With Thomas in a contract year, this will be the time for him to prove he’ll be a long-term, high-value offensive contributor to a team that’s still in Stanley Cup contention. If Thomas stays in the top six (perhaps even seeing some top-line ice time later on) and skates during some power-plays along the way, that’s a big bonus for the Blues, who’ll have to find offense in the wake of losing Vladimir Tarasenko for a large portion of the regular season.
Denis Gurianov, RW, Dallas Stars
With nine goals and 17 points during the post-season, Gurianov was the NHL’s top rookie scorer over the summer and one of just three – behind Dominik Kubalik (30) and Victor Olofsson (20) – to hit the 20-goal mark. Among players with at least 35 games played, Kubalik (1.7) was the only player to top Gurianov (1.08) in goals-per-60 and Ilya Mikheyev (9.77) was the lone freshman to beat Gurianov’s 8.88 shots-per-60 stat – but Mikheyev played less than half the season, so that smaller sample size would inflate the numbers a bit.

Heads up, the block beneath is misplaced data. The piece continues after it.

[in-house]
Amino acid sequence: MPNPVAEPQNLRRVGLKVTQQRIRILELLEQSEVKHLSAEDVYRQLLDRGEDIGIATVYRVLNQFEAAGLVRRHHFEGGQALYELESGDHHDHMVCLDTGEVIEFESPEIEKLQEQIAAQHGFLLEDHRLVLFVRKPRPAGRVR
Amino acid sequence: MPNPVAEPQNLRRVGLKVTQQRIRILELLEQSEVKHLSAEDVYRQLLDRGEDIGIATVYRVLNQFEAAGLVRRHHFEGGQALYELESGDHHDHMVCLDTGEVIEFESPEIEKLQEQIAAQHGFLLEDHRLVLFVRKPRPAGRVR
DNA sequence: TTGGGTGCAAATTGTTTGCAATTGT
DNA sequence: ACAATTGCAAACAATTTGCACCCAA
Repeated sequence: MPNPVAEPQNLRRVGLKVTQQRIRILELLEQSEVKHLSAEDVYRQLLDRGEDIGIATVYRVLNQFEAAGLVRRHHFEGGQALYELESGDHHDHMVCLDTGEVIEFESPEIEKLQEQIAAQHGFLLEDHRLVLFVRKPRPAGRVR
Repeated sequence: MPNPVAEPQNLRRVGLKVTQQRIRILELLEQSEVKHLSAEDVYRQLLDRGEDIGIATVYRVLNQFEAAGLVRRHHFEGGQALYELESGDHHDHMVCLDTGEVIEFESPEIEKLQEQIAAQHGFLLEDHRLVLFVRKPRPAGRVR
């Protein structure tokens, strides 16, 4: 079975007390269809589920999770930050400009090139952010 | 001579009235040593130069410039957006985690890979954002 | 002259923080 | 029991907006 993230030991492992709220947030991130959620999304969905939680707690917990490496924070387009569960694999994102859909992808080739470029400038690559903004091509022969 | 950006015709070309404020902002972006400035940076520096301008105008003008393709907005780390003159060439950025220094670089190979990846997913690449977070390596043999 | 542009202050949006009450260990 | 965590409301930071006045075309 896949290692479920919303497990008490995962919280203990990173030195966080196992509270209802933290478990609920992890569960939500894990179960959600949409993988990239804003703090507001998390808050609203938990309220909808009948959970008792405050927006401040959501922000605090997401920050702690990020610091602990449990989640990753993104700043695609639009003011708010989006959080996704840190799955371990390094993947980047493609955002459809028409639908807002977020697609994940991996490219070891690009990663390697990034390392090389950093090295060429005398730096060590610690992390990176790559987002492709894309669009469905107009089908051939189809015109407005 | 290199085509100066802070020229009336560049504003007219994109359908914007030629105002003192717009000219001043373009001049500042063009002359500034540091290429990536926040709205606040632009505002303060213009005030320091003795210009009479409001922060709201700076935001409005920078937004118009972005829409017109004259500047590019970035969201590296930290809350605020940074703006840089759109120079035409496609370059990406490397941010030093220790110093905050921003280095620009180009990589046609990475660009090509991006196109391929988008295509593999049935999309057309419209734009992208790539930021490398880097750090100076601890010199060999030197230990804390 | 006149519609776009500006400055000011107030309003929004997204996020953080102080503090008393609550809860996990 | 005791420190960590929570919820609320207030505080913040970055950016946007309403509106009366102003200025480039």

So what do all those numbers mean? Well, Gurianov made the most of his opportunities in limited ice time (an average of 12:59 per game) and is a prime candidate to increase his play higher in the lineup this season. The Stars are a bit weak on the left side and Gurianov should be able to snag the second line spot quite easily, with opportunities to play on the top line when needed. If you’re looking for a good bang-for-your-buck player in fantasy hockey, Gurianov’s role on a contender should excite you.